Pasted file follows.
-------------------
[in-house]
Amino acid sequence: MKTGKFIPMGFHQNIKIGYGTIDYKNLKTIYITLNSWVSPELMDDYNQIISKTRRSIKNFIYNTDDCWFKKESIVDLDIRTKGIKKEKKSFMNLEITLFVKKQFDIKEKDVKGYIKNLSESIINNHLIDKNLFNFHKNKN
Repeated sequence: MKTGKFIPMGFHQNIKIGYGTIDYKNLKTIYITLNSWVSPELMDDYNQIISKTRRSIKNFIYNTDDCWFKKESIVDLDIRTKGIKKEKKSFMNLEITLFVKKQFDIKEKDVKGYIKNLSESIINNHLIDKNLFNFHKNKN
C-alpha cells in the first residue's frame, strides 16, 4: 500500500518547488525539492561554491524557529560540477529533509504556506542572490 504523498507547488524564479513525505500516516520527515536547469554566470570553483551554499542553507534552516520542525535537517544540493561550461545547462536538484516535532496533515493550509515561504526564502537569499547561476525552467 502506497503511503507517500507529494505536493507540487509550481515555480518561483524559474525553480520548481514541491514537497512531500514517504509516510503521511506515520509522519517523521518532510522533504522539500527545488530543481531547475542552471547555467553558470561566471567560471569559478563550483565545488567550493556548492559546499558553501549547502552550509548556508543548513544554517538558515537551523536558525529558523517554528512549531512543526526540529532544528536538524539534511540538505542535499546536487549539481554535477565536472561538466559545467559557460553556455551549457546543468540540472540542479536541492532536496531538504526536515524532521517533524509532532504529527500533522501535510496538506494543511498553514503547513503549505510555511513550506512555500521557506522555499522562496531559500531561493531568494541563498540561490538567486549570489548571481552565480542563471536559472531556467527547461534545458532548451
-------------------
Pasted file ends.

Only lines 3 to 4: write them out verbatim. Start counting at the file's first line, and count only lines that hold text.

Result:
Repeated sequence: MKTGKFIPMGFHQNIKIGYGTIDYKNLKTIYITLNSWVSPELMDDYNQIISKTRRSIKNFIYNTDDCWFKKESIVDLDIRTKGIKKEKKSFMNLEITLFVKKQFDIKEKDVKGYIKNLSESIINNHLIDKNLFNFHKNKN
C-alpha cells in the first residue's frame, strides 16, 4: 500500500518547488525539492561554491524557529560540477529533509504556506542572490 504523498507547488524564479513525505500516516520527515536547469554566470570553483551554499542553507534552516520542525535537517544540493561550461545547462536538484516535532496533515493550509515561504526564502537569499547561476525552467 502506497503511503507517500507529494505536493507540487509550481515555480518561483524559474525553480520548481514541491514537497512531500514517504509516510503521511506515520509522519517523521518532510522533504522539500527545488530543481531547475542552471547555467553558470561566471567560471569559478563550483565545488567550493556548492559546499558553501549547502552550509548556508543548513544554517538558515537551523536558525529558523517554528512549531512543526526540529532544528536538524539534511540538505542535499546536487549539481554535477565536472561538466559545467559557460553556455551549457546543468540540472540542479536541492532536496531538504526536515524532521517533524509532532504529527500533522501535510496538506494543511498553514503547513503549505510555511513550506512555500521557506522555499522562496531559500531561493531568494541563498540561490538567486549570489548571481552565480542563471536559472531556467527547461534545458532548451